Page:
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{div9:id=documentationcolumn} {include:HeaderBasic} h1. Top 5 Performance Tuning Tips The following performance tuning tips address common issues and could help boost your clustered application's performance by a significant amount. The issues progress from tuning your code all the way out to tuning network connections. {toc:minLevel=5} You can find much more tuning and performance-related information in [Tuning Terracotta|DSO Tuning Guide] and in the Terracotta [Deployment Guide]. h5. Use Locks Appropriately In a collection (usually a Map) that is shared across a Terracotta cluster, read and read/write operations take place on value objects. Use read lock-level [autolocks|Concept and Architecture Guide#autolocks] on read (get) operations and write lock-level autolocks on write (set) operations. A get from the Map should be a read operation and read locked if you use a HashMap. No [Terracotta autolock configuration|Configuration Guide and Reference#locks] is necessary if you use a thread-safe collection like CHM or CSM (see [DSO Data Structures Guide]). For reads, you can lock on the collection: {code}
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Top 5 Performance Tuning Tips

The following performance tuning tips address common issues and could help boost your clustered application's performance by a significant amount. The issues progress from tuning your code all the way out to tuning network connections.

Table of Contents
minLevel5

You can find much more tuning and performance-related information in Tuning Terracotta and in the Terracotta Deployment Guide.

Use Locks Appropriately

In a collection (usually a Map) that is shared across a Terracotta cluster, read and read/write operations take place on value objects. Use read lock-level autolocks on read (get) operations and write lock-level autolocks on write (set) operations. A get from the Map should be a read operation and read locked if you use a HashMap. No Terracotta autolock configuration is necessary if you use a thread-safe collection like CHM or CSM (see DSO Data Structures Guide).

For reads, you can lock on the collection:

Code Block

Read lock on Map m
Bean b = m.get(key)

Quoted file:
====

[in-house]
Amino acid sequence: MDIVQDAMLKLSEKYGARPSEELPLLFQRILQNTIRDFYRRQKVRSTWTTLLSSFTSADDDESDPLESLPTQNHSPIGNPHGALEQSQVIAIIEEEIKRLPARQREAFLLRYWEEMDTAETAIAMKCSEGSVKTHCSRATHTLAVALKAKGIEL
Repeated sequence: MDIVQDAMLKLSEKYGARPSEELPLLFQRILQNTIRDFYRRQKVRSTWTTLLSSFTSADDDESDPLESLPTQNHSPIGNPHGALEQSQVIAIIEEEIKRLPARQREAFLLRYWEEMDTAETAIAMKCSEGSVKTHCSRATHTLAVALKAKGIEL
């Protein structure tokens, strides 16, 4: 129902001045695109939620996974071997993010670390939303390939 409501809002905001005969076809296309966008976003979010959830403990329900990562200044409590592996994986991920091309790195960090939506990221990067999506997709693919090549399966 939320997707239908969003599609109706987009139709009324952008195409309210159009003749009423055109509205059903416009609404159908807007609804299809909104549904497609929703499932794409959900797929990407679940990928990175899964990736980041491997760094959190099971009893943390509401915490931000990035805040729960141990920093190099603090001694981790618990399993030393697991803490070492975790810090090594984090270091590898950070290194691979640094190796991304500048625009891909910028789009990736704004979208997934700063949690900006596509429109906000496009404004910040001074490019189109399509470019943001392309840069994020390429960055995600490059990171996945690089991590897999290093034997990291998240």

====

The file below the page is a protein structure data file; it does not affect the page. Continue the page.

Read unlock on Map
{code}

The

above

happens

automatically

on

thread-safe

collections

like

CHM

or

CSM

without

any

configuration

or

synchronization

in

code.

To

minimize

lock

contention,

lock

on

the

map

value

(the

object)

itself

when

updating.

For

example:

{code}

Code Block

Write lock on Object obj
obj.setField1(value1)
obj.setField2(value2)
...
Write unlock on Object obj
{code}

If

you

see

a

lot

of

threads

blocking

on

the

same

lock

or

high

acquire

times

for

some

locks

---

basically,

a

few

objects

are

accessed

more

often

on

the

same

JVM

---

then

consider

using

ReadWriteLock

symantics

(for

example,

ReentrantReadWriteLock)

instead

of

plain

old

synchronized.

Note

that

using

lock

objects

will

increase

the

memory

footprint

of

the

application,

but

this

may

still

provide

an

advantage

in

cases

where

the

application

is

not

memory

bound

yet

has

high

write

contention

on

a

small

subset

of

objects,

thus

causing

too

many

threads

to

block.

h5.

Use
an
Optimized
Collection

A

typical

Terracotta

use

case

involves

a

shared

Map,

often

a

HashMap.

In

use

cases

calling

for

high

concurrency,

a

more

sophisticated

map

implementation

is

required

to

maximize

performance

by

increasing

locality

of

reference

and

reducing

lock

contention.

To

take

advantage

of

lazy

loading,

use

a

striped

collection

like

ConcurrentHashMap

(CHM).

If

all

keys

can

be

Strings,

use

the

Terracotta

Map

implementation

called

ConcurrentStringMap

(CSM),

which

is

optimized

to

minimize

lock

contention.